Alexandre Farto aka Vhils is a Portuguese artist who started out as a graffiti writer in the early 2000’s. Vhils found his artistic voice while growing up during the intensive urban development in Seixal, an industrial suburb of Lisbon, during the 80s and 90s. He is essentially a portrait artist known for his subtractive carving technique, which has been hailed as one of the most experimental approaches to street art in the last decade. His art evolved from spraycan art on walls to tearing layers from street advertising billboards to reveal caricatures of people. This technique led him in turn to drilling and etching sections of plaster and concrete from walls. He compares this experience to that of an archaeologist exploring the layers of earth to reveal the fragments of our past. His work is a document of a city’s recent history, a contemporary archaeology exploring the convergence of two factors: the recourse to a technique of reverse stencilling coupled with the notion of creative vandalism. Vihils began experimenting with pyrotechnics in 2011 to create murals carved from explosions in dilapidated walls.
“I believe in working with the forces of chaos present in the city and making them part of an art that is as transient as the material reality that surrounds us”. Valencia is a city proud is it’s art, literature, cultural traditions and architecture. One of the most revered ‘starchitects’ of modern times, Santiago Calatrava, hails from Valencia and can claim to have made a deep impact in carving the city’s modern and innovative aesthetic. He is not without controversy and has been accused by some as bleeding Valencia dry from his escalating fees in excess of 100m euros. Sections of the swooping mosaic roof of the Palau de les Arts Reina Sofia opera house came away in high winds, forcing the authorities to close the building to the public. The opera house is one of seven buildings that comprise the City of Arts and Sciences complex, opened in October 2005 and constructed on reclaimed land in the city’s former port. The white concrete opera house features a feather-like roof sailing over two outer shells that curl round the sides. These are clad in a layer of ceramic mosaic tiles or “trencadis”, which first showed early signs of ageing when wrinkles appeared in the smooth white surface and soon started falling in chunks. It may not be fair to point the finger at the architect for the failings of the materials or the contractors however the Calatrava has several lawsuits against him for flawed designs in the past.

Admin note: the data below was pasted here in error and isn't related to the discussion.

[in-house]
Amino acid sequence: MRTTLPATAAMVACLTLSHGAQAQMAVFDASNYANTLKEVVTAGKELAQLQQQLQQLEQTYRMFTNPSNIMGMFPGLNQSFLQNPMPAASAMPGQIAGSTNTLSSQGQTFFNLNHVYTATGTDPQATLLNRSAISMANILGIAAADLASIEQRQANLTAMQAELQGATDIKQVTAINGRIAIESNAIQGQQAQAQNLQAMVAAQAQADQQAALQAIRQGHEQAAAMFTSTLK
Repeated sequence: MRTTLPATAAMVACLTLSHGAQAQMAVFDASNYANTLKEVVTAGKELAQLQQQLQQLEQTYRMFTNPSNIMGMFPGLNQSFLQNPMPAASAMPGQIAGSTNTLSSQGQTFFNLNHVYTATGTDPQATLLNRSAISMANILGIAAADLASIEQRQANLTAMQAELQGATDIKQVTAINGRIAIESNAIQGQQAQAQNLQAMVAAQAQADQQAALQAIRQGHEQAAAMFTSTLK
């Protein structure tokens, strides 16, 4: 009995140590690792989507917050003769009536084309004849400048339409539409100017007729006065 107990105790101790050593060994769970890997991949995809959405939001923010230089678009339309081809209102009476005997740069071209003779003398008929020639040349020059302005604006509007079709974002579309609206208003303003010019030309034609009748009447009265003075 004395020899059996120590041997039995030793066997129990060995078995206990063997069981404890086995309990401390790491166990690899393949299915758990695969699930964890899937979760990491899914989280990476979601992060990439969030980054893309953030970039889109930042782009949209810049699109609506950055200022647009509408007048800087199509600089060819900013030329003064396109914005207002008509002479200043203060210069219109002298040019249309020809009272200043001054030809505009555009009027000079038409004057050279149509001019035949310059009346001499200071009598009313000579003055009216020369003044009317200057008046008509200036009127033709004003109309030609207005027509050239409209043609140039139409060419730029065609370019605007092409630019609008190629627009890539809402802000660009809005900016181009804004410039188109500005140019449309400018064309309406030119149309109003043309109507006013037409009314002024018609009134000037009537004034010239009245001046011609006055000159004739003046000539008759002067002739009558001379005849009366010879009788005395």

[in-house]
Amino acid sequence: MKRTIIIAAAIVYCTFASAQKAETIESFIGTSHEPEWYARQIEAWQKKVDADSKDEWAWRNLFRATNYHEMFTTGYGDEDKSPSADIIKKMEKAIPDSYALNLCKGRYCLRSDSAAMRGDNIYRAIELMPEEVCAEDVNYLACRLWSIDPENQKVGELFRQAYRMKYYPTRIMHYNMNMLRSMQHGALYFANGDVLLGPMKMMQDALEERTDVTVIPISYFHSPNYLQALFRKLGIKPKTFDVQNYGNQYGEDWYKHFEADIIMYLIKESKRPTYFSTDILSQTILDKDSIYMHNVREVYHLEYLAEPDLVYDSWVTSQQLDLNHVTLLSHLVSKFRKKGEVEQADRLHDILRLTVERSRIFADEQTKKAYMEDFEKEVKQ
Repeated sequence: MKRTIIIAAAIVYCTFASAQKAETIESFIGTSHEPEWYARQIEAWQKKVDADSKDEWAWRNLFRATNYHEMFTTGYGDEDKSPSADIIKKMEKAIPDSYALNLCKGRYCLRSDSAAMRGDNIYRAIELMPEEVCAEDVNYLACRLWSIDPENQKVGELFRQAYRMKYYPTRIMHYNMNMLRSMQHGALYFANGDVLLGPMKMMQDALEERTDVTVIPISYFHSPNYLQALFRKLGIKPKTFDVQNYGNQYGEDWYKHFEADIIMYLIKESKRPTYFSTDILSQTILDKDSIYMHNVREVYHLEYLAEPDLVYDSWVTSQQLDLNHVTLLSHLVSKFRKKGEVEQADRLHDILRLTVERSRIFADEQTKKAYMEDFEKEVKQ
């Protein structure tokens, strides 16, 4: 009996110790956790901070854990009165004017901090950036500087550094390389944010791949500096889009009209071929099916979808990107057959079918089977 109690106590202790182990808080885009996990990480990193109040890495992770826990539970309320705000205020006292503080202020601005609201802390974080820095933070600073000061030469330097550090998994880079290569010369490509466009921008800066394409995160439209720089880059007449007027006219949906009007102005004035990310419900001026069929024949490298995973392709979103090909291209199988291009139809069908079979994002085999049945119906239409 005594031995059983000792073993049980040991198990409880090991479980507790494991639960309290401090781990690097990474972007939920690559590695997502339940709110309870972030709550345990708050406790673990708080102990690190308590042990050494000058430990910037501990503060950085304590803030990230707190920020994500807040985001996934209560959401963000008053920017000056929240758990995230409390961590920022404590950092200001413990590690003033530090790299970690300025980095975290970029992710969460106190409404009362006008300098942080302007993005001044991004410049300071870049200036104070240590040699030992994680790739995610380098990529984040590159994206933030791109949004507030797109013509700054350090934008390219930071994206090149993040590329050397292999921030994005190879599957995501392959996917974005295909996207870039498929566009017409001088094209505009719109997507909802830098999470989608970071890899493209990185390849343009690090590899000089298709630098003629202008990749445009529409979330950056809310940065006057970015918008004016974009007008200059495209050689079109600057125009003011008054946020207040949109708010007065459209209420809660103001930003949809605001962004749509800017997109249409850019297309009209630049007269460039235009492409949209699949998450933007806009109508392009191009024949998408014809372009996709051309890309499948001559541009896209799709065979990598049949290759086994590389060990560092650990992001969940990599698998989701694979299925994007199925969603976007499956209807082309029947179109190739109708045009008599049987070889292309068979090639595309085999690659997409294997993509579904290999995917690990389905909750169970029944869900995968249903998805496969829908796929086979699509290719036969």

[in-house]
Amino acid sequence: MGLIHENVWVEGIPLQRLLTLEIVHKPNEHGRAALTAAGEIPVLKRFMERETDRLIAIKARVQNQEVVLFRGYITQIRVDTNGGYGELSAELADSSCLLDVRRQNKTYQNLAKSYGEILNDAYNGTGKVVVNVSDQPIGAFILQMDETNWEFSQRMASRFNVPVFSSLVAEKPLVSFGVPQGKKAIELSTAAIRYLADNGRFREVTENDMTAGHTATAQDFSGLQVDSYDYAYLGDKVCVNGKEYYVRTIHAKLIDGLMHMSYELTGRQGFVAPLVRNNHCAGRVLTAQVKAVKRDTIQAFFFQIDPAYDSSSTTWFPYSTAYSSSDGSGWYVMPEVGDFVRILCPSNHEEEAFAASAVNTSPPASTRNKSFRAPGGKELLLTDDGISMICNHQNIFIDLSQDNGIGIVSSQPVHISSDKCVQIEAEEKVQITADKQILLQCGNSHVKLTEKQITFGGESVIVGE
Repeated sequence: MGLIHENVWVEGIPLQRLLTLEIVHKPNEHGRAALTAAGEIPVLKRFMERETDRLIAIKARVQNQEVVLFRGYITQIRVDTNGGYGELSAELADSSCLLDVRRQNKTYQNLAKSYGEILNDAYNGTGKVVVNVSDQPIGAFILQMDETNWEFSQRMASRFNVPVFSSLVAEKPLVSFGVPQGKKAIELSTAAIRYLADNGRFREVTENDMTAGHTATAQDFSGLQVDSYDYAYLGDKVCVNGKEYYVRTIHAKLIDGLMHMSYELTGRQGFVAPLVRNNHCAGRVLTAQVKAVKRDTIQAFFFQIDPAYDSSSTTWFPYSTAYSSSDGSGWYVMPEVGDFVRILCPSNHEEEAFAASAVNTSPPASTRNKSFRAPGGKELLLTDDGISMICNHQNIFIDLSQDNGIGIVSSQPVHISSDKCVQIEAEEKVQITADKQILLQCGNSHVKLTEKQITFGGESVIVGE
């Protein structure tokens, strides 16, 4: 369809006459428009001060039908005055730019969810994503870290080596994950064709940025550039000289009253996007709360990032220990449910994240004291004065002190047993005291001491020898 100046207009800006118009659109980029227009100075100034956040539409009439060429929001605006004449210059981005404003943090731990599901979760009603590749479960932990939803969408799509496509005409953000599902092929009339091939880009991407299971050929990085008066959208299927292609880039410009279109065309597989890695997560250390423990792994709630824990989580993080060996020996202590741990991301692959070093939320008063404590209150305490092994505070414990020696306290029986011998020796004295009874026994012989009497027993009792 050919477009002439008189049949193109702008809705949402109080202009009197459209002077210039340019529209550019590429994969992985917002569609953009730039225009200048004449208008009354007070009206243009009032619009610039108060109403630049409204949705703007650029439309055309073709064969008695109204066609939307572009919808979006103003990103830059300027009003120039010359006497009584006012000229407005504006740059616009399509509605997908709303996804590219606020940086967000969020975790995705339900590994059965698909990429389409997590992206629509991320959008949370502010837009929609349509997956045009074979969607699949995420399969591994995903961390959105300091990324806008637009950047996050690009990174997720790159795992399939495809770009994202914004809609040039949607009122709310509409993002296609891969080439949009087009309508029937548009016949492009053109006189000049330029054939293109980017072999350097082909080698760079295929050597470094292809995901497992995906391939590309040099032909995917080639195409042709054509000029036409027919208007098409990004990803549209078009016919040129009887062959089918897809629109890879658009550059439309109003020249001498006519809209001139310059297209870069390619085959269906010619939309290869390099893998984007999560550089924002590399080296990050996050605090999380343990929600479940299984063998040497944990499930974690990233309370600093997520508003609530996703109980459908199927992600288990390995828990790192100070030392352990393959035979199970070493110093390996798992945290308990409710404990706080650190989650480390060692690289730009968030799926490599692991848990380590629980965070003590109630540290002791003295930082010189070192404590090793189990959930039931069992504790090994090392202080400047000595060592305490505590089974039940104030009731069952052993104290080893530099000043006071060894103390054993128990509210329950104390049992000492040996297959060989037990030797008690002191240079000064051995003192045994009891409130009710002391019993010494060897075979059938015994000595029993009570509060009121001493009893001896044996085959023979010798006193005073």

I propose The Hortensia Herrero Foundation to commission Vihls to produce a permanent artwork within the Arts Centre to document this saga for posterity. Valencia has a history of making fun and satirising Spanish politicians and celebrities during the annual Las Fallas festival. Giant ninots (puppets or dolls) are created from cardboard, wood, paper mache and plaster, and then burned to the ground. The massive structures are sometimes lifted into place by cranes on the day of La Plantà, or “the rising,” and they remain here until La Crema, the day of the burning, on the 19th March. Just before midnight the crowds in Valencia start to chant, the streetlights are turned off, and finally at midnight the ninots are set ablaze. What follows is an explosion of fireworks, roaring fires and a street party to remember.
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